Parks should be a place where neighborhood kids can go to avoid playing in traffic. But in some parts of Spokane it’s the traffic going on in the parks that’s keeping kids, adults too, away. Drug traffic, to be specific.
The thug element became so pervasive at Underhill Park, for example, that some youngsters in the East Central Community recently set up their own basketball hoop at the curb. Playing in the street seemed less risky than contending with the bullies, drug dealers and hookers who had set up shop in the neighborhood park.
Fortunately, the East Central neighbors aren’t alone in their concern. Spokane police have been paying attention, too.
Encouraged by the dramatic success of community policing efforts in the West Central community and along West First in downtown Spokane, police joined with other city agencies, and with neighborhood residents and businesses, in a campaign called Take Back Our Parks.
They will install more lighting, prune crime-concealing shrubbery, initiate bicycle patrols and take other jointly supported steps to make Underhill inhospitable to crooks.
They also plan to work with concerned citizens in other neighborhoods. East Central’s relief won’t come at other citizens’ expense.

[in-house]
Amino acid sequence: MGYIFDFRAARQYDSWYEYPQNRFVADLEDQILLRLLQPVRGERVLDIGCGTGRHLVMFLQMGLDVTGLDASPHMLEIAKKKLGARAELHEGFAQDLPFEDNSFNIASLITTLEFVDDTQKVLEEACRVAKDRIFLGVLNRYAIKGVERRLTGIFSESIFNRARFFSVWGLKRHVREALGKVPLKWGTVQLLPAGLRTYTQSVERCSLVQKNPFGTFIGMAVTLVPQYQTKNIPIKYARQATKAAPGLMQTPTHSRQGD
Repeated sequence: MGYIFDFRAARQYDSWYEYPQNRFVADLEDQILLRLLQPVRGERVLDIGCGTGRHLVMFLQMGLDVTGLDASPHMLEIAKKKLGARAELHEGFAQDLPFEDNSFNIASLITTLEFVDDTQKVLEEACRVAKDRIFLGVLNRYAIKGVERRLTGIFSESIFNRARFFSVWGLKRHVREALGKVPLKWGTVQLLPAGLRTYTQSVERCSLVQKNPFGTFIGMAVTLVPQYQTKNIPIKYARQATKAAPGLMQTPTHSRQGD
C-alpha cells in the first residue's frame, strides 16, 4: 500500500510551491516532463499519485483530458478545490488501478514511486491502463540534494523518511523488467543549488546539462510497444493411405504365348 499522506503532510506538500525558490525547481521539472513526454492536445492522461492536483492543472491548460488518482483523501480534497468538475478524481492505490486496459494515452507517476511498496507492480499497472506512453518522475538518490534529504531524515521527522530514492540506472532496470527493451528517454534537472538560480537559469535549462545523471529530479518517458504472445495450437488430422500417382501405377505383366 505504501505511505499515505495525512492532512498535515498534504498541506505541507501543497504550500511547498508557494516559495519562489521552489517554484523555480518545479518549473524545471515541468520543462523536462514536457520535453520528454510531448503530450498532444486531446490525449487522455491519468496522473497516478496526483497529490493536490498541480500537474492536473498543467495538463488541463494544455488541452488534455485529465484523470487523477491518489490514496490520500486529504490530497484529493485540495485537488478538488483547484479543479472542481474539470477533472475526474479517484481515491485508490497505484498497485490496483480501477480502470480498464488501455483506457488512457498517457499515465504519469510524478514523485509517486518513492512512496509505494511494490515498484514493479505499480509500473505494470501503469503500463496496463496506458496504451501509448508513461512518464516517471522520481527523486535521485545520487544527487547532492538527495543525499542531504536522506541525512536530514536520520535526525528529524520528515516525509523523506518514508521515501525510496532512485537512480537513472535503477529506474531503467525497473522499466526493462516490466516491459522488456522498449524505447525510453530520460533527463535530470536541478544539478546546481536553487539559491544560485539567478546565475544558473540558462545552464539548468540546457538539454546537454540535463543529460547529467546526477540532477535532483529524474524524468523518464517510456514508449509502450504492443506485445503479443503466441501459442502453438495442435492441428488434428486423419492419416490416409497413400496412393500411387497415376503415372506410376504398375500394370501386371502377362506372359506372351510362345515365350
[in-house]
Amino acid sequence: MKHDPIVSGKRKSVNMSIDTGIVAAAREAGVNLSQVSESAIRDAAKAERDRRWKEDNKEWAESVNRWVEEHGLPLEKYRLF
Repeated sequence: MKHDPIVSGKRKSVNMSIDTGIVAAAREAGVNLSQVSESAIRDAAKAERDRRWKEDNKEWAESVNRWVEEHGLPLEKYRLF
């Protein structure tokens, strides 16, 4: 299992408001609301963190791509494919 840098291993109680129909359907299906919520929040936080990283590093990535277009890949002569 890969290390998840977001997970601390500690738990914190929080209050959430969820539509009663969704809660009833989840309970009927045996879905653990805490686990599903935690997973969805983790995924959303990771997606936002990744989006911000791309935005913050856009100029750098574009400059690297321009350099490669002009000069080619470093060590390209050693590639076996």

Such steps aren’t easy. No neighborhood likes to broadcast its troubles. But problems get resolved only after they’re acknowledged.
In West Central and along West First, it took violent and tragic incidents to galvanize public willpower around corrective action. Both efforts produced phenomenal reductions in crime.
When the Children’s Museum of Spokane announced plans this week to occupy a permanent home at 1017 W. First, one museum official said the block is “currently one of the safest areas in the city.”
This of a street where, only a year ago, gunfire echoed and blood spilled twice in a 48-hour period.
Underhill Park had its own gunplay in December 1994. But to their credit, the East Central neighbors didn’t wait for another crisis incident to motivate them. They have taken commendable steps, in partnership with law enforcement and other stakeholders, to preserve and strengthen their neighborhood.
That’s good for property values, good for peace of mind and good for the quality of life.
, DataTimes The following fields overflowed: CREDIT = Doug Floyd For the editorial board
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